While I’m focused on the Earth these days, I can’t help looking up and thinking about outer space now and then.
So, let me tell you about the Kuiper Belt, the heliosphere, the Local Bubble—and what may happen when our Solar System hits the next big cloud! Could it affect the climate on Earth?
We’re going on a big adventure!
New Horizons has already taken great photos of volcanoes on Jupiter’s moon Io. It’s already closer to Pluto than we’ve ever been. And on 14 July 2016 it will fly by Pluto and its moons Charon, Hydra, and Nix!
But that’s just the start: then it will go to see some KBOs!
The Kuiper Belt stretches from the orbit of Neptune to almost twice as far from the Sun. It’s a bit like the asteroid belt, but much bigger: 20 times as wide and 20 – 200 times as massive. But while most asteroids are made of rock and metal, most Kuiper Belt Objects or ‘KBOs’ are composed largely of frozen methane, ammonia and water.
The Earth’s orbit has a radius of one astronomical unit, or AU. The Kuiper Belt goes from 30 AU to 50 AU out. For comparison, the heliosphere, the region dominated by the energetic fast-flowing solar wind, fizzles out around 120 AU. That’s where Voyager 1 is now.
New Horizons will fly through the Kuiper Belt from 2016 to 2020… and, according to plan, its mission will end in 2026. How far out will it be then? I don’t know! Of course it will keep going…
For more see:
Here’s a young star zipping through the Orion Nebula. It’s called LL Orionis, and this picture was taken by the Hubble Telescope in February 1995:
The star is moving through the interstellar gas at supersonic speeds. So, when this gas hits the fast wind of particles shooting out from the star, it creates a bow shock half a light-year across. It’s a bit like when a boat moves through the water faster than the speed of water waves.
There’s also a bow shock where the solar wind hits the Earth’s magnetic field. It’s about 17 kilometers thick, and located about 90,000 kilometers from Earth:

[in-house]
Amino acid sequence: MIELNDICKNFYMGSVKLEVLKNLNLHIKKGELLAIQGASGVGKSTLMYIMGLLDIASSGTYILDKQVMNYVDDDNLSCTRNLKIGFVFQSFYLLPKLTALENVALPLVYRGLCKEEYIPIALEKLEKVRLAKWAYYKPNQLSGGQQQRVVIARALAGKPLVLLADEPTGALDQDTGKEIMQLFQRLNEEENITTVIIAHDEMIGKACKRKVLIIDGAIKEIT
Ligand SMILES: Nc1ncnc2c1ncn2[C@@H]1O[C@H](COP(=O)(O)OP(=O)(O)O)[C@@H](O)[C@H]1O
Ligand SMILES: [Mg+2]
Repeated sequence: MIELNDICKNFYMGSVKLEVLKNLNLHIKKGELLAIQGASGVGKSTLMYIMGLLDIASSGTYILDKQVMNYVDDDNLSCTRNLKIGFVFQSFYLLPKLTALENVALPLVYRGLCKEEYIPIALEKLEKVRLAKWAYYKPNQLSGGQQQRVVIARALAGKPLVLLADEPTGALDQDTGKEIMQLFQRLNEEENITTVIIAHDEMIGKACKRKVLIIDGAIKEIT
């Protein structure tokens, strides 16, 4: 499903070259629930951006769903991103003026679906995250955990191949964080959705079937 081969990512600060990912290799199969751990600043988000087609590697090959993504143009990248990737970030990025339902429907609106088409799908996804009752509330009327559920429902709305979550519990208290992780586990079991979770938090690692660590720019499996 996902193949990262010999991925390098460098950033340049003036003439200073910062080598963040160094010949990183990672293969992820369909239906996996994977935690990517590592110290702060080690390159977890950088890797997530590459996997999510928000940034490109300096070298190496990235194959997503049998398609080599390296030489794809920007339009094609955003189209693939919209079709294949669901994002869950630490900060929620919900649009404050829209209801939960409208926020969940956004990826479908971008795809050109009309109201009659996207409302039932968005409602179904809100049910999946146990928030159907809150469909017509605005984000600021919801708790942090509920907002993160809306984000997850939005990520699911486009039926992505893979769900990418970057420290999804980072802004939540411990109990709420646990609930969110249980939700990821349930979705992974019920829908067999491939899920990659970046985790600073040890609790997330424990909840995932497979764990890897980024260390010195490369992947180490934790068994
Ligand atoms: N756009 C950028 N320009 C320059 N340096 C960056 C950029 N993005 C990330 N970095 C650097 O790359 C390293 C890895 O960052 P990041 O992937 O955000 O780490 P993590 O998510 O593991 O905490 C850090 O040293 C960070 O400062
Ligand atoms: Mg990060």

For a long time scientists thought there was a bow shock where nearby interstellar gas hit the Sun’s solar wind. But this was called into question this year when a satellite called the Interstellar Boundary Explorer (IBEX) discovered the Solar System is moving slower relative to this gas than we thought!
IBEX isn’t actually going to the edge of the heliosphere—it’s in Earth orbit, looking out. But Voyager 1 seems close to hitting the heliopause, where the Earth’s solar wind comes to a stop. And it’s seeing strange things!
The Interstellar Boundary Explorer
The Sun shoots out a hot wind of ions moving at 300 to 800 kilometers per second. They form a kind of bubble in space: the heliosphere. These charged particles slow down and stop when they hit the hydrogen and helium atoms in interstellar space. But those atoms can penetrate the heliosphere, at least when they’re neutral—and a near-earth satellite called IBEX, the Interstellar Boundary Explorer, has been watching them! And here’s what IBEX has seen:
In December 2008, IBEX first started detecting energetic neutral atoms penetrating the heliosphere. By October 2009 it had collected enough data to see the ‘IBEX ribbon’: an unexpected arc-shaped region in the sky has many more energetic neutral atoms than expected. You can see it here!
The color shows how many hundreds of energetic neutral atoms are hitting the heliosphere per second per square centimeter per keV. A keV, or kilo-electron-volt, is a unit of energy. Different atoms are moving with different energies, so it makes sense to count them this way.
You can see how the Voyager spacecraft are close to leaving the heliosphere. You can also see how the interstellar magnetic field lines avoid this bubble. Ever since the IBEX ribbon was detected, the IBEX team has been trying to figure out what causes it. They think it’s related to the interstellar magnetic field. The ribbon has been moving and changing intensity quite a bit in the couple of years they’ve been watching it!